India's Plan to Buy Two AWACS from Israel, Russia Stalled Citing Price Hike
Our Bureau
04:50 AM, September 11, 2017
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Israeli made Phalcon AWACS of the Indian Air Force on a IL-76 Heavy-Lift Aircraft
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The Indian Air Force plans to buy two new Airborne Early Warning Systems from Israel, Russian has been put on hold after a steep hike in price.

"The price of the two new AWACS has been quoted very high. Vendors have asked for more as compared to the cost of the three planes bought earlier. It cannot be agreed to and that is why the programme has been stalled," senior government sources were quoted as saying by India Today Monday.

The Indian Air Force has three Ilyushin-76 AWACS systems acquired from Russia equipped with two Israeli radars at the cost of $1.1 billion to carry out surveillance of enemy aircraft, drones and cruise missiles at ranges up to 400-500 km inside their territory.

"The main reason behind the steep jump in the price is the almost three-fold increase in the price of the IL-76 planes, on which the radars have to be mounted," sources said. It was earlier expected that the deal would be clinched at the time of Prime Minister Narendra Modi's visit to Israel earlier this year, but it could not be completed.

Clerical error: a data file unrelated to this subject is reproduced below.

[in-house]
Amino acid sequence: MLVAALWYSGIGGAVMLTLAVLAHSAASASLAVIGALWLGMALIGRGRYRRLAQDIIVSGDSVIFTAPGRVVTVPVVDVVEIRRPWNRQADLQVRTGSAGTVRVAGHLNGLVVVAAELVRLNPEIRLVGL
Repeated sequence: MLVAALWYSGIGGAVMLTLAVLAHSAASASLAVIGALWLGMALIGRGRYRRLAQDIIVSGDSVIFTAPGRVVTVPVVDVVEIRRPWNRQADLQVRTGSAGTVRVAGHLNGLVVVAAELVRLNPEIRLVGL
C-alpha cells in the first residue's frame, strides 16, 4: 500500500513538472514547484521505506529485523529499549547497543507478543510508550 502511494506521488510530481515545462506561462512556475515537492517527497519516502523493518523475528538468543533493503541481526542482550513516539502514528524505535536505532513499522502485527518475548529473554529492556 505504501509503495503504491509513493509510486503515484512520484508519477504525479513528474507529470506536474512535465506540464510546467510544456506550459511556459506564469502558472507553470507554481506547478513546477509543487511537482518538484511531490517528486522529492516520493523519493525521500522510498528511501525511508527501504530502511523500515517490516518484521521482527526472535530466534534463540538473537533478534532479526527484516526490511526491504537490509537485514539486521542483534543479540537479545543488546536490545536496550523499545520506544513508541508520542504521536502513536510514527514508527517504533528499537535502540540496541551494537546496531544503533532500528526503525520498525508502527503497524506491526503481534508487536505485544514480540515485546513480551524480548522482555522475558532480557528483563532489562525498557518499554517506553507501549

The issue over the high price has been holding the deal for a long time. On several past occasions the issue of acquiring the AWACs has been coming up at meeting of Defence Acquisition Council (DAC), which is the apex body of the Defence ministry to acquire weapon systems for the armed forces.

India now operates three Phalcon AWACS with Israeli radars mounted on Russian IL-76 transport aircraft, under a $1-billion tripartite deal with Russia, signed in 2003.

India is in negotiations for the purchase of two more long-range Phalcon Airborne Warning And Control System (AWACS). The CCS had approved the deal for additional AWACS last year

India has also decided to develop an indigenous AWACS as the DAC has given clearance to a proposal to acquire two Airbus-330 planes and build an AWACS, which can provide 360-degree surveillance like the Israeli radar.

The project would start with two planes, which are likely to take five to six years to be completed and once they are successful, the DRDO would take sanction for six more aircraft under the programme.

The process of completing trials of DRDO-developed Airborne Early Warning and Control (AEWC) aircraft is on. These are smaller in size and have 240-degree coverage. AEWC planes have been deployed at Bathinda and undergoing trials, after which they would be used for operational flying by the service.

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